This is a combination of the (narrow) polar pattern of the mic and its proximity to the centre singers as compared to the distance to the edge singers -- and nothing at all to do with whether it has a large or small diaphragm, per se.

If you can't get the mic back far enough (or up high enough) to ensure an even balance of singers -- probably because of excessive room acoustic pickup or feedback -- then the only other option is to use more than one mic, all placed closer to the choir, and positioned so that each mic captures a subset of the whole choir. You then genreate a balanced choir sound by mixing the contributions of all the mics as necessary.

would a SD help to reduce the volume difference between the two?

Unlikely. If it had a much broader polar pattern it might give a slightly getter balance, but I suspect the relative proximity of the centre singers is the dominant factor.

I should be confirming where it directs the sound to, then stick the mic there, no?

Yes.

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Re: Mic Positions

Postby Arondite » Sat Feb 09, 2013 12:01 am

I do have more mics to spare, but I believe that more mics = less gain before feedback, so I am not sure if using more mics is a good idea, since the choir is just one step away from feedback. But, if I were to use more mics, what would be a good gauge? 9 people to one mic?

Also, when each section is standing in a row, is it possible to mic up each section so that the volume of each section can be controlled from the board?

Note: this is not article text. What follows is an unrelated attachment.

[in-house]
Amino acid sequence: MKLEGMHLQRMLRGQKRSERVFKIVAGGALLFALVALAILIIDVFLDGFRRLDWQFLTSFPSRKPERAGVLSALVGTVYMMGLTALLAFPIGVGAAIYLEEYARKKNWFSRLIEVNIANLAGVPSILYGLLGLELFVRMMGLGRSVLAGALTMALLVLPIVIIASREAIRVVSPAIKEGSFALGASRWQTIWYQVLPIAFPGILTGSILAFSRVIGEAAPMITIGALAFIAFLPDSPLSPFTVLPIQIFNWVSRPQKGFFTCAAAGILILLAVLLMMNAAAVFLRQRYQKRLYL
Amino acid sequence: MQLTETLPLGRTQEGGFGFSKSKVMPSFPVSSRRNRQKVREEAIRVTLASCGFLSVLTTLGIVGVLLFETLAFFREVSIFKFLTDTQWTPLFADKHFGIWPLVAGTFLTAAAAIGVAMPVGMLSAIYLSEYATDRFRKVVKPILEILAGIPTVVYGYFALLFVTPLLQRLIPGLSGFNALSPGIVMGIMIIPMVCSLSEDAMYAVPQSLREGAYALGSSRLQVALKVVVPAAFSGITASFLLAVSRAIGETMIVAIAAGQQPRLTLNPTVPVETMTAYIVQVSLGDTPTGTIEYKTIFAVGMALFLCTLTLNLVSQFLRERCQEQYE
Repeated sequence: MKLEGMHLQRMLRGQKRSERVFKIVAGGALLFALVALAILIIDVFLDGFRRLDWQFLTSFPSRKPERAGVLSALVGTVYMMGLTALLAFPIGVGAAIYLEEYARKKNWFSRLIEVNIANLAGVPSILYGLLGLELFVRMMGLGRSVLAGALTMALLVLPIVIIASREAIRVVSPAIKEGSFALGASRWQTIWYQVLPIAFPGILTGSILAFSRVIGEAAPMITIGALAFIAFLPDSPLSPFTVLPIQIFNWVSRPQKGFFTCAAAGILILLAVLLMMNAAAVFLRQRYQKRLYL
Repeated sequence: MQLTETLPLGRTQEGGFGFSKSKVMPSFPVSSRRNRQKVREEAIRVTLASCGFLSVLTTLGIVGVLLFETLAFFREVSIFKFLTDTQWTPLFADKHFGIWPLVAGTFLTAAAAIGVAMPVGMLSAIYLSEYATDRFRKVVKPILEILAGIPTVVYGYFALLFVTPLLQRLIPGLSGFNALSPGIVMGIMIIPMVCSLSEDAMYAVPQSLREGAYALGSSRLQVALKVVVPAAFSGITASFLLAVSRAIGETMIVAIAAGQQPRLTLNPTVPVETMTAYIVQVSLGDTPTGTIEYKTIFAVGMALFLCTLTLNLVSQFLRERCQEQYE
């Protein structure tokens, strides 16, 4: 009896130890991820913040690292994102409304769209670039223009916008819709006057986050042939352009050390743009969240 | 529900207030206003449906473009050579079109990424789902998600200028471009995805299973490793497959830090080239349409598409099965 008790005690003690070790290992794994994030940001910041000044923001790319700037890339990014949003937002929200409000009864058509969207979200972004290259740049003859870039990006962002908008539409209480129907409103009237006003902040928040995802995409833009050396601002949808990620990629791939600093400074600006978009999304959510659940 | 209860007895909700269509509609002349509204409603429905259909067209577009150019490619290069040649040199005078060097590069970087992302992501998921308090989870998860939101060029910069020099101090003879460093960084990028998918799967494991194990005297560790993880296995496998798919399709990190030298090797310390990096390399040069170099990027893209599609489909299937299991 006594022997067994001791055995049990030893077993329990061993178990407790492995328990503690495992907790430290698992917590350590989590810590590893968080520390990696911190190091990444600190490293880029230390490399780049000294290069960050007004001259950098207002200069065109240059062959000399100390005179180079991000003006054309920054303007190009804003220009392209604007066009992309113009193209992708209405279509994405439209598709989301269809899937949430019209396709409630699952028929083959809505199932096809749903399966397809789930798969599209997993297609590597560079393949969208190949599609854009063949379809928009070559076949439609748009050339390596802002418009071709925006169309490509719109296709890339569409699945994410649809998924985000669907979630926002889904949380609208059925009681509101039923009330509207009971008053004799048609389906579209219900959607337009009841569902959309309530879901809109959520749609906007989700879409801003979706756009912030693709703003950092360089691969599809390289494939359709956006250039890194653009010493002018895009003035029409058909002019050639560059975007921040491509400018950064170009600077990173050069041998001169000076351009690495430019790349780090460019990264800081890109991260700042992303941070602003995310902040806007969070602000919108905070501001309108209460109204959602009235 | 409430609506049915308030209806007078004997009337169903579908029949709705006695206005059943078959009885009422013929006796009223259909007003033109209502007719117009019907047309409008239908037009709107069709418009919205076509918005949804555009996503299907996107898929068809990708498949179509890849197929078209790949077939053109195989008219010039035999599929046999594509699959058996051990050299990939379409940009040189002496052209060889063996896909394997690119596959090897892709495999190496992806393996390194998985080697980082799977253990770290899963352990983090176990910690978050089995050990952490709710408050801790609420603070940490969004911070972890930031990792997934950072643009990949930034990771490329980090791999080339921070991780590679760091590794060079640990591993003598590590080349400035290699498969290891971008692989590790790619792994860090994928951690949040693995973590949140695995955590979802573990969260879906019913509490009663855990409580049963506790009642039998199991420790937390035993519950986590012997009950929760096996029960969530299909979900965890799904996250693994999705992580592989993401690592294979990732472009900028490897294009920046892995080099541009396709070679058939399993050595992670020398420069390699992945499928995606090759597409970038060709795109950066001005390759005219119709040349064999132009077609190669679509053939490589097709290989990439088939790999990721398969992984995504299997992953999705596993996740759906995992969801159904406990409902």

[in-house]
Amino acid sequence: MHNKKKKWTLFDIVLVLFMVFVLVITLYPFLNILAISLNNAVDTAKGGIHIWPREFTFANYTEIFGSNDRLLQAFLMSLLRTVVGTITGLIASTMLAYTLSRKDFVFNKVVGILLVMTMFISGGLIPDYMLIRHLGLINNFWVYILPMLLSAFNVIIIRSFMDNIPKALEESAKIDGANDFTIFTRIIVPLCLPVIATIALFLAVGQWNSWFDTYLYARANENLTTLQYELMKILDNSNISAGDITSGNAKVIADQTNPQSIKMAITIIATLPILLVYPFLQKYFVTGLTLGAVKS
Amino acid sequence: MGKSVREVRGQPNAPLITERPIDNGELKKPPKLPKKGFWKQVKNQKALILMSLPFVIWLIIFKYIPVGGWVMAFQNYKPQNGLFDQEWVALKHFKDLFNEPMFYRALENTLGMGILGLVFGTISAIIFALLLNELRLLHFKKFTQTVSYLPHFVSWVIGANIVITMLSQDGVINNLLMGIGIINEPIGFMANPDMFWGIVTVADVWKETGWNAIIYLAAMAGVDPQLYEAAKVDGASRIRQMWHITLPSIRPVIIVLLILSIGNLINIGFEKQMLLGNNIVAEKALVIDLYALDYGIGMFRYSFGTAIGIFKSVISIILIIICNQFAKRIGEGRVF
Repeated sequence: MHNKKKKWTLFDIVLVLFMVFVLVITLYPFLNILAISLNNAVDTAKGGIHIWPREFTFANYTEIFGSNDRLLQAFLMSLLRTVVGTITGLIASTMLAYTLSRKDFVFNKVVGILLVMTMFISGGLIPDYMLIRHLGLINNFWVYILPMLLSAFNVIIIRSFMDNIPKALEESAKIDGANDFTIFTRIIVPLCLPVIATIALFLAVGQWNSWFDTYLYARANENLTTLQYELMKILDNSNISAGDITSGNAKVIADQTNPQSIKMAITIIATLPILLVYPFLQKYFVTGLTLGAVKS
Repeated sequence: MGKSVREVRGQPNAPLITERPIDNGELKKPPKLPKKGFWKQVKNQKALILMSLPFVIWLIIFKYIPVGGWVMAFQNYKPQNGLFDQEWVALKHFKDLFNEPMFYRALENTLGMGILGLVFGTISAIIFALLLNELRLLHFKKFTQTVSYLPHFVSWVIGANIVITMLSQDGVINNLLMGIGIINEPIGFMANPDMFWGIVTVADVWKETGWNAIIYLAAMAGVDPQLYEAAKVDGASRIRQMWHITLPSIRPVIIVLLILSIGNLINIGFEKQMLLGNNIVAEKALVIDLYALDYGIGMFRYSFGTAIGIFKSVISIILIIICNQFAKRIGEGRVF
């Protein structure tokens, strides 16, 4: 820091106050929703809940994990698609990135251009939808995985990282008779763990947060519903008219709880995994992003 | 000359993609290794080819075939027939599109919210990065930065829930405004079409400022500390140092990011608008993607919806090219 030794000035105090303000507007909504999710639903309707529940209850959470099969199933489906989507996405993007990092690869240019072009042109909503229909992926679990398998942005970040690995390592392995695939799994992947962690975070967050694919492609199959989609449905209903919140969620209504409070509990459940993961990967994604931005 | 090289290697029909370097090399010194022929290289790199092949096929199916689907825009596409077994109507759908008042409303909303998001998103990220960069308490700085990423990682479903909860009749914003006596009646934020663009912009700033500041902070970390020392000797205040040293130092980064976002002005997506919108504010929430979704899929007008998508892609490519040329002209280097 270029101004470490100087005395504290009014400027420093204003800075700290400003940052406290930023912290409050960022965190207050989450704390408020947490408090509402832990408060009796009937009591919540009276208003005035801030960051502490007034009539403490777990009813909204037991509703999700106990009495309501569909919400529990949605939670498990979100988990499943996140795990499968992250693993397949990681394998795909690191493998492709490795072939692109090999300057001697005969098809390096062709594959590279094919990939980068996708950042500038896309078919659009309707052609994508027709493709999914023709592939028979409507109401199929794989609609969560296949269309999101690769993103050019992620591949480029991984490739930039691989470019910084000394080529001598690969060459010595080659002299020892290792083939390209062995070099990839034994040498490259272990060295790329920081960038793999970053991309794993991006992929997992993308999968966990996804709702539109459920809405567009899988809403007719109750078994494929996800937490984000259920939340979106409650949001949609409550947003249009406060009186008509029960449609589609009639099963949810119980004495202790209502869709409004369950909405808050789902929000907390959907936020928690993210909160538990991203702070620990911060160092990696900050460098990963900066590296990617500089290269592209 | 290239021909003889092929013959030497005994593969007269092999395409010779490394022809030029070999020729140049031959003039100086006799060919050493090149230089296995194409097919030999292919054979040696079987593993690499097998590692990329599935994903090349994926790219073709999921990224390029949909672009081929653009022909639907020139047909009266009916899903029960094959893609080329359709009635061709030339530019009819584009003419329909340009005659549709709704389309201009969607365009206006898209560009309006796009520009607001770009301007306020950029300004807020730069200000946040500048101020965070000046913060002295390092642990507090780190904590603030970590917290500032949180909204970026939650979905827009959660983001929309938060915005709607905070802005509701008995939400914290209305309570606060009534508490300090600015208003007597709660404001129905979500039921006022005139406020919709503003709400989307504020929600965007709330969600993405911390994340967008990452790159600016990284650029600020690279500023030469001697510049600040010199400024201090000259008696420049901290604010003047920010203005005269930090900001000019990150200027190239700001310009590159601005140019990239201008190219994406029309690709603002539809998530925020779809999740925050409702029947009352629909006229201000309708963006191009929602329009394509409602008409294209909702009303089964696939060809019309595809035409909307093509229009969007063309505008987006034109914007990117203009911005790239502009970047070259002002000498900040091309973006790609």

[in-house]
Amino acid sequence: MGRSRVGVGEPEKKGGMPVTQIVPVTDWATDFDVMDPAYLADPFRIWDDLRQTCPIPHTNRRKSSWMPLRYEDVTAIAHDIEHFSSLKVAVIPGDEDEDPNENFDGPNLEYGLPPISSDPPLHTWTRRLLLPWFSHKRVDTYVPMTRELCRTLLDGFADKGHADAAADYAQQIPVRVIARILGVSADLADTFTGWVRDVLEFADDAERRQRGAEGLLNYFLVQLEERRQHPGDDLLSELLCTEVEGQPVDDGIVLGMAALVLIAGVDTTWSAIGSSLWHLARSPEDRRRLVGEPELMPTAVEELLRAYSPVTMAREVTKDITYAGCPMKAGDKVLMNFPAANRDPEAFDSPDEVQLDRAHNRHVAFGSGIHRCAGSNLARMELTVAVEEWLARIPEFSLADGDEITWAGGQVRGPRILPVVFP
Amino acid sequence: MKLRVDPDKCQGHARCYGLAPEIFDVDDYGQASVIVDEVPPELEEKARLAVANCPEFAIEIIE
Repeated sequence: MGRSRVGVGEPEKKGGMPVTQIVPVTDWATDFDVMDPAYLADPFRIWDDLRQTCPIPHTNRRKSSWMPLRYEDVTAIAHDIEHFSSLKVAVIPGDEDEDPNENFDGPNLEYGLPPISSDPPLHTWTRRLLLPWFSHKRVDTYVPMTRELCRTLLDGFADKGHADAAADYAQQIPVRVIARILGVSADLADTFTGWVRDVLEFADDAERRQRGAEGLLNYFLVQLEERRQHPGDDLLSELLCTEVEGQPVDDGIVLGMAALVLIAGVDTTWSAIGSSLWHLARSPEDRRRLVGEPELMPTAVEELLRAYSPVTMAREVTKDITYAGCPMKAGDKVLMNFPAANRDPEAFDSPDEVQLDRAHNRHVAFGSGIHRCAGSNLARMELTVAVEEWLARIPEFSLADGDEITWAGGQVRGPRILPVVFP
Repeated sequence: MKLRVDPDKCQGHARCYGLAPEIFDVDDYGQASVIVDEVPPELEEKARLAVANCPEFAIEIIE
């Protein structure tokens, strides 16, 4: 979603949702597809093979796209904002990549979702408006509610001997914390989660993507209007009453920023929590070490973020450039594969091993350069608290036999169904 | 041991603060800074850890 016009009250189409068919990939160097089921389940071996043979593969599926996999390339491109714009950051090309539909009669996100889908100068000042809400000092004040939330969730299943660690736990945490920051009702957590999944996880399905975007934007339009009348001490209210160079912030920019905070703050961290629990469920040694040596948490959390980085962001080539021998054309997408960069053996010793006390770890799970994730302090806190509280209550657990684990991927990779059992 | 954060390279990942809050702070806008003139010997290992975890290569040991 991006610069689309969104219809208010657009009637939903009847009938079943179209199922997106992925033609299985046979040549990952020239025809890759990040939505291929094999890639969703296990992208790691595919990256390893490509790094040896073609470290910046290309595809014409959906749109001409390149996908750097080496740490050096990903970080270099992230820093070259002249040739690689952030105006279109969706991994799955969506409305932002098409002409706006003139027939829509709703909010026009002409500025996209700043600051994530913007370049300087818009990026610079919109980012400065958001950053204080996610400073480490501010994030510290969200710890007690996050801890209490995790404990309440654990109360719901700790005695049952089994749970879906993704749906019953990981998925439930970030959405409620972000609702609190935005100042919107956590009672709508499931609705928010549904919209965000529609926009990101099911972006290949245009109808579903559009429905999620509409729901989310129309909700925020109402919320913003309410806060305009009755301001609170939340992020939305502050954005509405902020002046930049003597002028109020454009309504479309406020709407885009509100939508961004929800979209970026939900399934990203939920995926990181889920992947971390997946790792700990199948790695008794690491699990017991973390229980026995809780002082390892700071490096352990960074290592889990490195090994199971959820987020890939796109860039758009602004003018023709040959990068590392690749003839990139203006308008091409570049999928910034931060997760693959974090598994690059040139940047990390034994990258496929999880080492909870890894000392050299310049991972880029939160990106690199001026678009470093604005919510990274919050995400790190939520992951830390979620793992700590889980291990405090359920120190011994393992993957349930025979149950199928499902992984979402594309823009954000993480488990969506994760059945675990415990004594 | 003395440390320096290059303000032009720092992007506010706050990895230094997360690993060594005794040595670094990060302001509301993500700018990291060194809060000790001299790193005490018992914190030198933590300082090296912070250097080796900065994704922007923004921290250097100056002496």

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Re: Mic Positions

Postby Mike Stranks » Sat Feb 09, 2013 9:59 am

OK; we've finally established that this is definitely a live situation we're discussing...

For the sake of the audience, your miking needs to be as inconspicuous as possible, but at the same time ensure you can get reasonable gain before feedback. In this situation I would normally put three or four mics across the front of the choir on stands about 2-2.5 metres high, pointing down into the middle rows of the choir. NB. each mic is pointing directly forward and there is no angle-in or out. If you want to suggest some form of 'stereo' - but I never do - then use your pan controls. Don't spread the image too wide.

Mics should be as unobtrusive as possible. That normally means small and black with a cardioid pattern. Similarly stands should be as slim as possible - ideally with no clunky boom mechanisms helping obscure the view for the audience. Careful placement in relation to the FoH speakers is essential to ensure you've got some gain to play with.

Hopefully you're working with a choir that knows how to project, with the sound-system being a 'lift' to the sound rather than full-on amplification.
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Re: Mic Positions

Postby TSH-Tim » Sun Feb 10, 2013 10:06 pm